### Video Transcript

A copper wire with a resistance of
12.8 milliohms has a cross-sectional area of 1.15 times 10 to the negative five
meters squared. Find the length of the wire. Use 1.7 times 10 to the negative
eight ohm meters for the resistivity of copper. Give your answer to one decimal
place.

We can recall that the resistivity
of a material is given by the following equation, where 𝑅 is the resistance of the
wire, 𝐴 is the cross-sectional area of the wire, and 𝐿 is the length of the
wire. So, if we rearrange this equation,
we can calculate the length of the wire. If we multiply both sides of the
equation by the length 𝐿, then this cancels on the right. If we then divide both sides by the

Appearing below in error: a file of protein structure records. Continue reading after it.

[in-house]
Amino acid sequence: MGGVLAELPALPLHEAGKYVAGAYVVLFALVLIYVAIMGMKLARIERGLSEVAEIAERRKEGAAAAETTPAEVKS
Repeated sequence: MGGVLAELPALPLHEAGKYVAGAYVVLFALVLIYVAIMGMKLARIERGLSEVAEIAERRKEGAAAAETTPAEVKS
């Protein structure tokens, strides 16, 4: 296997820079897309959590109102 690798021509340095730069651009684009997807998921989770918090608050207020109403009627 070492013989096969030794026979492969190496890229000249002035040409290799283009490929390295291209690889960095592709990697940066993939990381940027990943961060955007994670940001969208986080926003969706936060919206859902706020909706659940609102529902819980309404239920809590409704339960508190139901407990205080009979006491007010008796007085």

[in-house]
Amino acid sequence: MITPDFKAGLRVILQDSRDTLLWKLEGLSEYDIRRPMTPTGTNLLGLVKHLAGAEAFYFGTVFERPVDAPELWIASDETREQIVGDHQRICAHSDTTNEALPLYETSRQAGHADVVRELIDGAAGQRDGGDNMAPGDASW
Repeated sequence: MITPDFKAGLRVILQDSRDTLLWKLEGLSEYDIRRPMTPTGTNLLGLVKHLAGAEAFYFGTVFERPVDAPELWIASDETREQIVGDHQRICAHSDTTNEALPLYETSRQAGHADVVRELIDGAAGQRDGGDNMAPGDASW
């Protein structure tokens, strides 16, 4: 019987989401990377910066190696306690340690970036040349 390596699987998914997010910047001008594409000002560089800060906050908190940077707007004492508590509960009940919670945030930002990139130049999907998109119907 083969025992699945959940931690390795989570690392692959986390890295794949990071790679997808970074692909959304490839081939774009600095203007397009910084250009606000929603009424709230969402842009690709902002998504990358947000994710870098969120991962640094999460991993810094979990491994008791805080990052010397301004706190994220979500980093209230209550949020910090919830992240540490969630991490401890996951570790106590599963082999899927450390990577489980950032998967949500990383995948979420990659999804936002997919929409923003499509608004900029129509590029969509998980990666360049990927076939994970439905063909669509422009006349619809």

resistivity ρ, then this cancels on the left. And we find that 𝐿 is equal to 𝑅
times 𝐴 divided by ρ.

We are given values for the
resistance, cross-sectional area, and resistivity. But before we substitute in these
values, we need to make sure that they are in appropriate units. The resistance is given as 12.8
milliohms. So, we need to convert this value
into ohms by dividing by 1000. This will give us 0.0128 ohms. The cross-sectional area is given
as 1.15 times 10 to the negative five meters squared, so the units here are
good. And the resistivity is given as 1.7
times 10 to the negative eight ohm meters, so the units here are good. So, we can now substitute these
values into this equation to calculate the length of the wire.

The length of the wire is given by
0.0128 ohms times 1.15 times 10 to the negative five meters squared divided by 1.7
times 10 to the negative eight ohm meters. Completing this calculation gives
us 8.7 meters to one decimal place. So, the length of the wire is 8.7
meters.